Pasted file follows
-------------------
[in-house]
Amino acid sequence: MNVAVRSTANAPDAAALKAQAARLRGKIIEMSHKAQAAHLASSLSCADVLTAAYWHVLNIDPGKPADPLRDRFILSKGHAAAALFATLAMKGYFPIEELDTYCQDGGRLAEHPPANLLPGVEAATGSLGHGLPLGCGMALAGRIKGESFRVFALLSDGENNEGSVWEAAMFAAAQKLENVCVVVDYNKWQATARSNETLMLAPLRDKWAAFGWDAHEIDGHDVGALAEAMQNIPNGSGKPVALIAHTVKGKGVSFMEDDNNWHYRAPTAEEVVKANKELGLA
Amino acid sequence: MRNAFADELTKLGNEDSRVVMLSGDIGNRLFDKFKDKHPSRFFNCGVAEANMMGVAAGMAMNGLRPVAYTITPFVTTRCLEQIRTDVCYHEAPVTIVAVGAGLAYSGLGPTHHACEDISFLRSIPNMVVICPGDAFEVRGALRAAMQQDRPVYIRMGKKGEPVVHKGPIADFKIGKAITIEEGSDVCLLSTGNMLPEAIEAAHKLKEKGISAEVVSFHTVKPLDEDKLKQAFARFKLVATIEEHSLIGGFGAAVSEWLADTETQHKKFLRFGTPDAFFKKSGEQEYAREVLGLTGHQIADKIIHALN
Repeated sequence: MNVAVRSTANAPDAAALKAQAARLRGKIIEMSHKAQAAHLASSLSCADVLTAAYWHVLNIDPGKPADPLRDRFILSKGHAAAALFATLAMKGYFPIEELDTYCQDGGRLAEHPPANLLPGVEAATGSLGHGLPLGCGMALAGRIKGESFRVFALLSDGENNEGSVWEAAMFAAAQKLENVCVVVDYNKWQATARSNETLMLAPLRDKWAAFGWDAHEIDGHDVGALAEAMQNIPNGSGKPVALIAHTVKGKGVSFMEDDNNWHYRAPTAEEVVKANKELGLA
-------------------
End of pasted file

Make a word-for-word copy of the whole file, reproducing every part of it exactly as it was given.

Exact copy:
[in-house]
Amino acid sequence: MNVAVRSTANAPDAAALKAQAARLRGKIIEMSHKAQAAHLASSLSCADVLTAAYWHVLNIDPGKPADPLRDRFILSKGHAAAALFATLAMKGYFPIEELDTYCQDGGRLAEHPPANLLPGVEAATGSLGHGLPLGCGMALAGRIKGESFRVFALLSDGENNEGSVWEAAMFAAAQKLENVCVVVDYNKWQATARSNETLMLAPLRDKWAAFGWDAHEIDGHDVGALAEAMQNIPNGSGKPVALIAHTVKGKGVSFMEDDNNWHYRAPTAEEVVKANKELGLA
Amino acid sequence: MRNAFADELTKLGNEDSRVVMLSGDIGNRLFDKFKDKHPSRFFNCGVAEANMMGVAAGMAMNGLRPVAYTITPFVTTRCLEQIRTDVCYHEAPVTIVAVGAGLAYSGLGPTHHACEDISFLRSIPNMVVICPGDAFEVRGALRAAMQQDRPVYIRMGKKGEPVVHKGPIADFKIGKAITIEEGSDVCLLSTGNMLPEAIEAAHKLKEKGISAEVVSFHTVKPLDEDKLKQAFARFKLVATIEEHSLIGGFGAAVSEWLADTETQHKKFLRFGTPDAFFKKSGEQEYAREVLGLTGHQIADKIIHALN
Repeated sequence: MNVAVRSTANAPDAAALKAQAARLRGKIIEMSHKAQAAHLASSLSCADVLTAAYWHVLNIDPGKPADPLRDRFILSKGHAAAALFATLAMKGYFPIEELDTYCQDGGRLAEHPPANLLPGVEAATGSLGHGLPLGCGMALAGRIKGESFRVFALLSDGENNEGSVWEAAMFAAAQKLENVCVVVDYNKWQATARSNETLMLAPLRDKWAAFGWDAHEIDGHDVGALAEAMQNIPNGSGKPVALIAHTVKGKGVSFMEDDNNWHYRAPTAEEVVKANKELGLA